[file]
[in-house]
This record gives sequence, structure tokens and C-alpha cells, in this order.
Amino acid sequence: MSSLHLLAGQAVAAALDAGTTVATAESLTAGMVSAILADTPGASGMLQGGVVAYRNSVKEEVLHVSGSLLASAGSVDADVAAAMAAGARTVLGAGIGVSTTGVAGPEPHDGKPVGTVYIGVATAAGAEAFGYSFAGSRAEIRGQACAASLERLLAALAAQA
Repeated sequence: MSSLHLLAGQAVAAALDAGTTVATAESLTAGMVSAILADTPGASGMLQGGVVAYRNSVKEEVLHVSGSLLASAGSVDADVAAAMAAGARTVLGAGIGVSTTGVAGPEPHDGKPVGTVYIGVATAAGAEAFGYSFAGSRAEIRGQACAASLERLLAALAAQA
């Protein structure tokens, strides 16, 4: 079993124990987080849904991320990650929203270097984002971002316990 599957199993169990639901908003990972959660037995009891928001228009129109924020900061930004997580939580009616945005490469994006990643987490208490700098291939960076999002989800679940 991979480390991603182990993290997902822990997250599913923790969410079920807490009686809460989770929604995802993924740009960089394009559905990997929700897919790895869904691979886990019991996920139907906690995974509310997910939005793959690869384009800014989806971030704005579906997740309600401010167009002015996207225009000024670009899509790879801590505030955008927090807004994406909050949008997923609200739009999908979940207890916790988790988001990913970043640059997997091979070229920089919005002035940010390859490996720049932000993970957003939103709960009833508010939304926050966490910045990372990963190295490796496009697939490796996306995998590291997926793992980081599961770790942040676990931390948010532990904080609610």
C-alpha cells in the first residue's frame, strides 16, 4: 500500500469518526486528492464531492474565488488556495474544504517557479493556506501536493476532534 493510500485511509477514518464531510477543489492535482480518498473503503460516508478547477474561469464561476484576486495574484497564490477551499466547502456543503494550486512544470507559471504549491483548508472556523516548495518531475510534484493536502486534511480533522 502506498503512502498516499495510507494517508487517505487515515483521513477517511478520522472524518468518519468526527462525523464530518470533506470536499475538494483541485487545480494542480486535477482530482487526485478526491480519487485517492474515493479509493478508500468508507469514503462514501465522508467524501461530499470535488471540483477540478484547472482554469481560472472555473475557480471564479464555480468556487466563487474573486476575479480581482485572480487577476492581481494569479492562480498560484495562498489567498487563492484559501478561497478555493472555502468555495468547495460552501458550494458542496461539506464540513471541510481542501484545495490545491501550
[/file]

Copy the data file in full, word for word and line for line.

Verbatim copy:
[in-house]
This record gives sequence, structure tokens and C-alpha cells, in this order.
Amino acid sequence: MSSLHLLAGQAVAAALDAGTTVATAESLTAGMVSAILADTPGASGMLQGGVVAYRNSVKEEVLHVSGSLLASAGSVDADVAAAMAAGARTVLGAGIGVSTTGVAGPEPHDGKPVGTVYIGVATAAGAEAFGYSFAGSRAEIRGQACAASLERLLAALAAQA
Repeated sequence: MSSLHLLAGQAVAAALDAGTTVATAESLTAGMVSAILADTPGASGMLQGGVVAYRNSVKEEVLHVSGSLLASAGSVDADVAAAMAAGARTVLGAGIGVSTTGVAGPEPHDGKPVGTVYIGVATAAGAEAFGYSFAGSRAEIRGQACAASLERLLAALAAQA
């Protein structure tokens, strides 16, 4: 079993124990987080849904991320990650929203270097984002971002316990 599957199993169990639901908003990972959660037995009891928001228009129109924020900061930004997580939580009616945005490469994006990643987490208490700098291939960076999002989800679940 991979480390991603182990993290997902822990997250599913923790969410079920807490009686809460989770929604995802993924740009960089394009559905990997929700897919790895869904691979886990019991996920139907906690995974509310997910939005793959690869384009800014989806971030704005579906997740309600401010167009002015996207225009000024670009899509790879801590505030955008927090807004994406909050949008997923609200739009999908979940207890916790988790988001990913970043640059997997091979070229920089919005002035940010390859490996720049932000993970957003939103709960009833508010939304926050966490910045990372990963190295490796496009697939490796996306995998590291997926793992980081599961770790942040676990931390948010532990904080609610």
C-alpha cells in the first residue's frame, strides 16, 4: 500500500469518526486528492464531492474565488488556495474544504517557479493556506501536493476532534 493510500485511509477514518464531510477543489492535482480518498473503503460516508478547477474561469464561476484576486495574484497564490477551499466547502456543503494550486512544470507559471504549491483548508472556523516548495518531475510534484493536502486534511480533522 502506498503512502498516499495510507494517508487517505487515515483521513477517511478520522472524518468518519468526527462525523464530518470533506470536499475538494483541485487545480494542480486535477482530482487526485478526491480519487485517492474515493479509493478508500468508507469514503462514501465522508467524501461530499470535488471540483477540478484547472482554469481560472472555473475557480471564479464555480468556487466563487474573486476575479480581482485572480487577476492581481494569479492562480498560484495562498489567498487563492484559501478561497478555493472555502468555495468547495460552501458550494458542496461539506464540513471541510481542501484545495490545491501550